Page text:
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Titan Quest: Immortal Throne review

Solid

Expansion packs are usually bland affairs, but this one kind of unsettles us. Titan Quest was a tragic game that was meant to be the next big thing but ended up a so-so Diablo clone after six years in development. And almost all of what Immortal Throne adds centers around two themes: dreams and death.

If ever there was a game that would turn out to be haunted and end up electrocuting you through your mouse, this is it.

For those of you who ain’t afraid of no ghost, Immortal Throne is a broad platter of additions. A new mastery joins the original eight: you pick two to make your character, so there are eight new potential combinations that could make use of the new “Dream” skills. Then you’ve got a new fourth chapter for the game proper, which takes you back to Greece on a quest into the depths of Hades. New items include special super-powerful artifacts that require you to happen across the recipe, amass the ingredients and pay for them to be made. Lastly you’ve got some interface improvements and the appearance of caravan drivers in every settlement who’ll store your gear, for a price.



The new areas are the standout feature and shine in a way the original Titan Quest’s levels never did. The layout is less sprawling and your objectives more interesting, but most importantly the designers have got their teeth into the setting. The landmarks and monsters you encounter represent the best Greek legend has to offer, and an admirable amount of effort has been put into making Hades feel like a totally different world. Of course, this being the Diablo clone it is, your interaction with The Fates, Cerberus or any similar figures is limited to hitting them in the face until they fall down, but still. There’s just more imagination here, and the exploration as you push deeper into the world is all the more rewarding for it.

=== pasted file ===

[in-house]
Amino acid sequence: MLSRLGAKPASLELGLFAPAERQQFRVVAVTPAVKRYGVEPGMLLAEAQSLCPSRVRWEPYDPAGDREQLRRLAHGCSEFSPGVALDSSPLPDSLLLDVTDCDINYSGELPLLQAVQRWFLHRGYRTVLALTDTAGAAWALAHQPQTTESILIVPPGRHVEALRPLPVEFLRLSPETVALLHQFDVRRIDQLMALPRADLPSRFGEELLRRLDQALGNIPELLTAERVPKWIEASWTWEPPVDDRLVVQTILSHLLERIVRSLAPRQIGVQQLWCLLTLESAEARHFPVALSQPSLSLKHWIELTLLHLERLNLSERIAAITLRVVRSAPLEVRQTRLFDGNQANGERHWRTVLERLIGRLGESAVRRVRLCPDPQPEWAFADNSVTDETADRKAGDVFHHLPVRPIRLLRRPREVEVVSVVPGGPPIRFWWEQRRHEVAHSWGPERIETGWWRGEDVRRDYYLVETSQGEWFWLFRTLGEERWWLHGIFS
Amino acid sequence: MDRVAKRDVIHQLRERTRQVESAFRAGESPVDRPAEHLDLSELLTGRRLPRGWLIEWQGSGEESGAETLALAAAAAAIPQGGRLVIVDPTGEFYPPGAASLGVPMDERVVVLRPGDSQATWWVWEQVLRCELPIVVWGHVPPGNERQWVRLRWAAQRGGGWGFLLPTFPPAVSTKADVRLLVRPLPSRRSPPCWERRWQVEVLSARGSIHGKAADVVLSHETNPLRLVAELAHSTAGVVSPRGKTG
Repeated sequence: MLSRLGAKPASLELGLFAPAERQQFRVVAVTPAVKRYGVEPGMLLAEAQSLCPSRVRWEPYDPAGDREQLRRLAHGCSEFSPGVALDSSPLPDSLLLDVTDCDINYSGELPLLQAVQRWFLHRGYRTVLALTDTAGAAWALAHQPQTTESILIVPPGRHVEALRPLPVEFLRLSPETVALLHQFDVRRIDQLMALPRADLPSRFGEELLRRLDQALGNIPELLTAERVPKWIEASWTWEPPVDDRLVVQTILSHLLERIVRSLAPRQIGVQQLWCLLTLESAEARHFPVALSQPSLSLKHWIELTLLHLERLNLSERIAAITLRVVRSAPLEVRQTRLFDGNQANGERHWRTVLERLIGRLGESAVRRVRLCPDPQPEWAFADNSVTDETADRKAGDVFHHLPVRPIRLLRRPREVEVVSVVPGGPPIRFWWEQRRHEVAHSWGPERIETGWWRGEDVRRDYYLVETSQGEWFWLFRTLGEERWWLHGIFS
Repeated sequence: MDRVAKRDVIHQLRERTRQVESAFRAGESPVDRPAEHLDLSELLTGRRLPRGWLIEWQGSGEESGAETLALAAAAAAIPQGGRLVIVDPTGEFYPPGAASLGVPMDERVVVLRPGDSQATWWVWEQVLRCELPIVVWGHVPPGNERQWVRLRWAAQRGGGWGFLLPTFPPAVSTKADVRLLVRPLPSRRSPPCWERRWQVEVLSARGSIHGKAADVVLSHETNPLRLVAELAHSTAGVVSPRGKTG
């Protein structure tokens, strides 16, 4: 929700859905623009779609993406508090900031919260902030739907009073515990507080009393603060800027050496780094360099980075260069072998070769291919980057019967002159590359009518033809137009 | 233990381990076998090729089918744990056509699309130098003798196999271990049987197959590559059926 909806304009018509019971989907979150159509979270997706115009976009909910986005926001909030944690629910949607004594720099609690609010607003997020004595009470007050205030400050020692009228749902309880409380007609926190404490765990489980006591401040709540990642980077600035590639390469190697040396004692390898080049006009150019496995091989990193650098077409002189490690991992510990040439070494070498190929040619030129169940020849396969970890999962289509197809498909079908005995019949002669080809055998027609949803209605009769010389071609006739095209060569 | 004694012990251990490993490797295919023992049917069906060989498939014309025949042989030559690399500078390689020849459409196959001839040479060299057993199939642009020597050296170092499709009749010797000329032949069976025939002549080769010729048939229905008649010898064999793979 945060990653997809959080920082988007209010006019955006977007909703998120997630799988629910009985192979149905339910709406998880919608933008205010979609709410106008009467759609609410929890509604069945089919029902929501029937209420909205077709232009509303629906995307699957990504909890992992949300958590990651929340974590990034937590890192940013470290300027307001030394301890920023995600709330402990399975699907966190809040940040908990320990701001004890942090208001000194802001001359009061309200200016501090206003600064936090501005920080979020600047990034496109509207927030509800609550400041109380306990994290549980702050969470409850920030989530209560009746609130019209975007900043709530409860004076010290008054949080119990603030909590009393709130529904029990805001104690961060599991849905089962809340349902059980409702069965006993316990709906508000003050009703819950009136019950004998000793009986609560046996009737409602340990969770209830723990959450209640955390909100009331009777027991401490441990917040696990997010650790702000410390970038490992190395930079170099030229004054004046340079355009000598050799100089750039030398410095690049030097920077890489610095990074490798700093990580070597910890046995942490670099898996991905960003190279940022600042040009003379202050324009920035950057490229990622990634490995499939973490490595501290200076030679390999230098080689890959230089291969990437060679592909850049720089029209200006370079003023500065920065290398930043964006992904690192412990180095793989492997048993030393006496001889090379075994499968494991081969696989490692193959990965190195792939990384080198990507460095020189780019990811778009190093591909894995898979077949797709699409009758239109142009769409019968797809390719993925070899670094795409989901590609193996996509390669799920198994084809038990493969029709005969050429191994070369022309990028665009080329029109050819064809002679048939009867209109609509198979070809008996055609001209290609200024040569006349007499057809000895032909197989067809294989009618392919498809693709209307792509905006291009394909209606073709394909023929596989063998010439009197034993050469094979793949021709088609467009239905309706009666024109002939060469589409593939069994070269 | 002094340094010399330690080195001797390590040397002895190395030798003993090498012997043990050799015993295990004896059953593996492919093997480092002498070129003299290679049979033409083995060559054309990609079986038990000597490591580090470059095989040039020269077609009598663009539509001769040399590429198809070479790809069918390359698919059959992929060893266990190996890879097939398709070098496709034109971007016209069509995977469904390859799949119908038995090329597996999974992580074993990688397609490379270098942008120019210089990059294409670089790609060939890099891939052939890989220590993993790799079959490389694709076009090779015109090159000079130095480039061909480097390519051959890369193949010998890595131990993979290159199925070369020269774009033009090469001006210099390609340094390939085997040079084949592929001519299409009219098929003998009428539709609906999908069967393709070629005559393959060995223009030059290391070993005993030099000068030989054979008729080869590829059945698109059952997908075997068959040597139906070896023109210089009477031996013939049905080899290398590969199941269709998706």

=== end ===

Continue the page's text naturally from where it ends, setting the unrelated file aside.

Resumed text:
But that’s about it for ingenuity. Dream mastery is like most of the other masteries: a mix of melee attacks, ranged abilities and summoning, so it’s not for people who want mysterious powers of misdirection so much as people who think purple particle effects are cute. The new inventory auto-arrange button and the caravan drivers would be nice bonuses, but both were in Diablo 2 and that they weren’t in Titan Quest at launch is embarrassing. The new items are the one respectable attempt at innovation, but neither type quite works. The one-shot spell scrolls mean boss fights are over even quicker and getting the components for artifacts together is an Odyssey in itself, but one where the plot has Odysseus punching the same monster over and over until they drop stuff.

Immortal Throne is worth it if you’ve finished or are close to finishing the original, as the new chapter provides a nice hike in quality, but it’s not worth wading through the original game to get to.

More Info

Available Platforms: PC
Genre: Role Playing
ESRB Rating:
Teen: Suggestive Themes, Violence

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